“Rep Jeffries will bring a fresh perspective to government with the next generation in mind,” said Cunningham, stating that, in 2018, Jeffries “played a major role in helping Democrats reclaim a majority in the House.”
“We are confident that Jeffries will bring his experience and leadership to the stand and pull together a united Democratic front ahead of 2024,” he added.

New York City Mayor Eric Adams, the second Black man to hold the position – after the late David Dinkins – said, “A barrier has been broken, and today, we start a new chapter in our nation’s history with the election of Congressmember Hakeem Jeffries as House minority leader — the first Black lawmaker to lead a political party in Congress.
“New York City will have a champion in our nation’s capital while we continue to fight for our fair share of federal funding and a multitude of other priorities that will support New Yorkers,” Adams said. “I look forward to continuing to partner with my good friend and Brooklyn’s native son.”

New York City Council Speaker Adrienne Adams, the first-ever Black Speaker of the City Council, also congratulated Jeffries on being elected as House Democratic Leader and becoming the first Black lawmaker to lead any party in Congress.
“From the New York State Assembly to the United States House of Representatives, Congressman Jeffries has honorably served communities in Brooklyn and Queens for many years,” she said. “New York City and the entire country are grateful for his leadership.

“I look forward to continuing to work closely with Congressman Jeffries to improve the lives of all New Yorkers, and the leadership he will bring to this nation,” she added.

Randy Peers, president chief executive officer of the Brooklyn Chamber of Commerce, said Jeffries’ ascension to House minority leader is “a historic victory.”
“Brooklynites are literally ‘bringing the house down’”, he said. “Jeffries has helped countless small business owners across the borough, with a focus on an equitable recovery from the pandemic.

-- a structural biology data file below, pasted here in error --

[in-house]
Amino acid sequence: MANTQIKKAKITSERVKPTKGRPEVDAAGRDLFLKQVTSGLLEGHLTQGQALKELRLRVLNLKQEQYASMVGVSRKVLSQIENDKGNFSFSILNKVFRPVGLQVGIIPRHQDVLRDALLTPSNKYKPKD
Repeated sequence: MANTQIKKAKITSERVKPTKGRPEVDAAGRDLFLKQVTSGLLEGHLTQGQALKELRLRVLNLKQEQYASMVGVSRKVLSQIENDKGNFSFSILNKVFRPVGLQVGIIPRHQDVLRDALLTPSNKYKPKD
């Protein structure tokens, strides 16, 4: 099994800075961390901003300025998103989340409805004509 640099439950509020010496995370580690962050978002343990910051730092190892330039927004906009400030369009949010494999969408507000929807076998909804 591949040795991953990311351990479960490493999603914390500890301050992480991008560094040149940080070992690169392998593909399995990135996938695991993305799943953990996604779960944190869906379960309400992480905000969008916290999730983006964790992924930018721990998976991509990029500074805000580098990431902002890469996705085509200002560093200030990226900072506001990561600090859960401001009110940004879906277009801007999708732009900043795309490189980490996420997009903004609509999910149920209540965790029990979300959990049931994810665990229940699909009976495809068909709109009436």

“As our first Black leader, he will, undoubtedly, bring the same excellent leadership with which he serves our borough, to the national agenda,” Peers added. “Congratulations to my friend, and our new House Leader, on this well-deserved victory.”

Jeffries ran unopposed as Democratic leader, with Massachusetts Congresswoman Katherine Clark, current assistant speaker, elected as whip, the lead vote counter for House Democrats.
California Congressman Peter Aguilar, who was vice chair of the House Democratic Caucus, replaces Jeffries as chairman of the caucus.
“A new day is dawning, and I am confident that these new leaders will capably lead our Caucus and the Congress,” said Pelosi, who was designated Tuesday night as “Speaker Emerita” in a unanimous vote by the House Democratic Steering and Policy Committee.

Immediately after his election, Jeffries said: “I stand on the shoulders of Shirley Chisholm and others,” referring to the late Caribbean American congresswoman, whose parents hailed from Barbados and Guyana.
Chisholm (Nov. 30, 1924 – Jan. 1, 2005) became the first Black woman to be elected to the United States Congress in 1968.
She represented New York’s then 12th Congressional District, now the 8th Congressional District that Jeffries represents.

Chisholm was also first Black candidate for a major-party nomination for President of the United States, and the first woman to run for the Democratic Party’s nomination.
Jeffries said he plans to “lead an effort that centers our communication strategy around the messaging principle that values unite, issues divide,” he said. “More must be done to combat inflation, defend our democracy, secure reproductive freedom, welcome new Americans, promote equal protection under the law and improve public safety throughout this country.”

US Sen. Chuck Schumer, the Senate majority leader, said he knew Jeffries, his Brooklyn neighbor, for years.
He told the New York Times that Jeffries “always had the leg up” in the race to succeed Pelosi.

“He’s very good at reaching out to people of many ideologies,” Schumer said. “There’s going to be a whole bunch of Republicans who are not going to be happy with the MAGA direction of the party, and I couldn’t think of a better person to work with them to try and get some things done.”